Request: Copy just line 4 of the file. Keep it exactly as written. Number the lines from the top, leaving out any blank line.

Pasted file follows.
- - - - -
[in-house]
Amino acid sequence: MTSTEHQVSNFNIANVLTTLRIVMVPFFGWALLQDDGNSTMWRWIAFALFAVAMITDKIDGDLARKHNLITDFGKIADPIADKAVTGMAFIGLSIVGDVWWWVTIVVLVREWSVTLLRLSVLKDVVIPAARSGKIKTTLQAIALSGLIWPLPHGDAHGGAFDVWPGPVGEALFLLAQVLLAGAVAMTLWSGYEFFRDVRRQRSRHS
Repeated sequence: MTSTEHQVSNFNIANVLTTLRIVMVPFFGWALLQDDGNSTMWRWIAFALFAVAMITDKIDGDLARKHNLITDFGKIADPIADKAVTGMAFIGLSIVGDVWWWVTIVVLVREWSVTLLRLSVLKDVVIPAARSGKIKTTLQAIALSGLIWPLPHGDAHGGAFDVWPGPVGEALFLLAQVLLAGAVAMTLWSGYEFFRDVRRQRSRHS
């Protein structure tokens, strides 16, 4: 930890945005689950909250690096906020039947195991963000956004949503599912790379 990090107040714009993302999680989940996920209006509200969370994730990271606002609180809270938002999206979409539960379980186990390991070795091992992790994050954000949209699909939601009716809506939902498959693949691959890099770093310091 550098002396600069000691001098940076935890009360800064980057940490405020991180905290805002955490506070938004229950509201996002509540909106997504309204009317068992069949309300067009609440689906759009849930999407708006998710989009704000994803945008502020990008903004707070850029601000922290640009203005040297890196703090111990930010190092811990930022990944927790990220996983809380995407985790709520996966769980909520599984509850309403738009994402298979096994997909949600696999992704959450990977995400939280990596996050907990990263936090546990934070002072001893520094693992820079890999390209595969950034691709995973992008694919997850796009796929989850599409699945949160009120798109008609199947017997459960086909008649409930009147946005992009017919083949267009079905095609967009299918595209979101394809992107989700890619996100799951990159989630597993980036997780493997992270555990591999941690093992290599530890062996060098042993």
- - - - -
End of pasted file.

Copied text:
């Protein structure tokens, strides 16, 4: 930890945005689950909250690096906020039947195991963000956004949503599912790379 990090107040714009993302999680989940996920209006509200969370994730990271606002609180809270938002999206979409539960379980186990390991070795091992992790994050954000949209699909939601009716809506939902498959693949691959890099770093310091 550098002396600069000691001098940076935890009360800064980057940490405020991180905290805002955490506070938004229950509201996002509540909106997504309204009317068992069949309300067009609440689906759009849930999407708006998710989009704000994803945008502020990008903004707070850029601000922290640009203005040297890196703090111990930010190092811990930022990944927790990220996983809380995407985790709520996966769980909520599984509850309403738009994402298979096994997909949600696999992704959450990977995400939280990596996050907990990263936090546990934070002072001893520094693992820079890999390209595969950034691709995973992008694919997850796009796929989850599409699945949160009120798109008609199947017997459960086909008649409930009147946005992009017919083949267009079905095609967009299918595209979101394809992107989700890619996100799951990159989630597993980036997780493997992270555990591999941690093992290599530890062996060098042993």